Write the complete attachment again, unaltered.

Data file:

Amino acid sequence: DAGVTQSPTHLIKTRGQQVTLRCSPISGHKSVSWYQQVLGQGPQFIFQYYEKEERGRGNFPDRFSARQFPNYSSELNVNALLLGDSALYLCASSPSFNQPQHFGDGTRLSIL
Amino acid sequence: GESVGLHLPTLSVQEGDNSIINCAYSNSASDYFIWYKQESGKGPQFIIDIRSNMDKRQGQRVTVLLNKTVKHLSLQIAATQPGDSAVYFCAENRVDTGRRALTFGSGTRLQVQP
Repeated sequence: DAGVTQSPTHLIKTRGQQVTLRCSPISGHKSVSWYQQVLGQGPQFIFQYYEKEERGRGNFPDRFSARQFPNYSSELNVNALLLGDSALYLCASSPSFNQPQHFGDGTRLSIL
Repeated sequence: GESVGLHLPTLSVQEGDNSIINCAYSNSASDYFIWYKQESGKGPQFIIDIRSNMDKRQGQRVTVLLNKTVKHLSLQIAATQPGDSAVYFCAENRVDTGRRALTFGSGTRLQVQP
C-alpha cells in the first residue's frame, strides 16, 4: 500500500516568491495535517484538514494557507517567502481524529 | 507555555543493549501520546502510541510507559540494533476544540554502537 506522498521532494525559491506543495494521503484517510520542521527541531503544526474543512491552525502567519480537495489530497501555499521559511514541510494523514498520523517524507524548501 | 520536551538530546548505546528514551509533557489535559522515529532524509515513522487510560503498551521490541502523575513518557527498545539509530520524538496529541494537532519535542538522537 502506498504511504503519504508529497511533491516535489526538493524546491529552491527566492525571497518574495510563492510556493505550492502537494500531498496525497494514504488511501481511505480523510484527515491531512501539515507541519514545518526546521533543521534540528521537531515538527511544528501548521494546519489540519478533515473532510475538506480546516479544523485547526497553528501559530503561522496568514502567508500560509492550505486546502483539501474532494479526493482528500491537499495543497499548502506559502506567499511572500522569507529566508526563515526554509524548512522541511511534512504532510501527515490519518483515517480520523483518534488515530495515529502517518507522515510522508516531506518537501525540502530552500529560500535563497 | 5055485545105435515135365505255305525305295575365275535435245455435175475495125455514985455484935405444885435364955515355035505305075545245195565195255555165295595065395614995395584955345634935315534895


Amino acid sequence: DAGVTQSPTHLIKTRGQQVTLRCSPISGHKSVSWYQQVLGQGPQFIFQYYEKEERGRGNFPDRFSARQFPNYSSELNVNALLLGDSALYLCASSPSFNQPQHFGDGTRLSIL
Amino acid sequence: GESVGLHLPTLSVQEGDNSIINCAYSNSASDYFIWYKQESGKGPQFIIDIRSNMDKRQGQRVTVLLNKTVKHLSLQIAATQPGDSAVYFCAENRVDTGRRALTFGSGTRLQVQP
Repeated sequence: DAGVTQSPTHLIKTRGQQVTLRCSPISGHKSVSWYQQVLGQGPQFIFQYYEKEERGRGNFPDRFSARQFPNYSSELNVNALLLGDSALYLCASSPSFNQPQHFGDGTRLSIL
Repeated sequence: GESVGLHLPTLSVQEGDNSIINCAYSNSASDYFIWYKQESGKGPQFIIDIRSNMDKRQGQRVTVLLNKTVKHLSLQIAATQPGDSAVYFCAENRVDTGRRALTFGSGTRLQVQP
C-alpha cells in the first residue's frame, strides 16, 4: 500500500516568491495535517484538514494557507517567502481524529 | 507555555543493549501520546502510541510507559540494533476544540554502537 506522498521532494525559491506543495494521503484517510520542521527541531503544526474543512491552525502567519480537495489530497501555499521559511514541510494523514498520523517524507524548501 | 520536551538530546548505546528514551509533557489535559522515529532524509515513522487510560503498551521490541502523575513518557527498545539509530520524538496529541494537532519535542538522537 502506498504511504503519504508529497511533491516535489526538493524546491529552491527566492525571497518574495510563492510556493505550492502537494500531498496525497494514504488511501481511505480523510484527515491531512501539515507541519514545518526546521533543521534540528521537531515538527511544528501548521494546519489540519478533515473532510475538506480546516479544523485547526497553528501559530503561522496568514502567508500560509492550505486546502483539501474532494479526493482528500491537499495543497499548502506559502506567499511572500522569507529566508526563515526554509524548512522541511511534512504532510501527515490519518483515517480520523483518534488515530495515529502517518507522515510522508516531506518537501525540502530552500529560500535563497 | 5055485545105435515135365505255305525305295575365275535435245455435175475495125455514985455484935405444885435364955515355035505305075545245195565195255555165295595065395614995395584955345634935315534895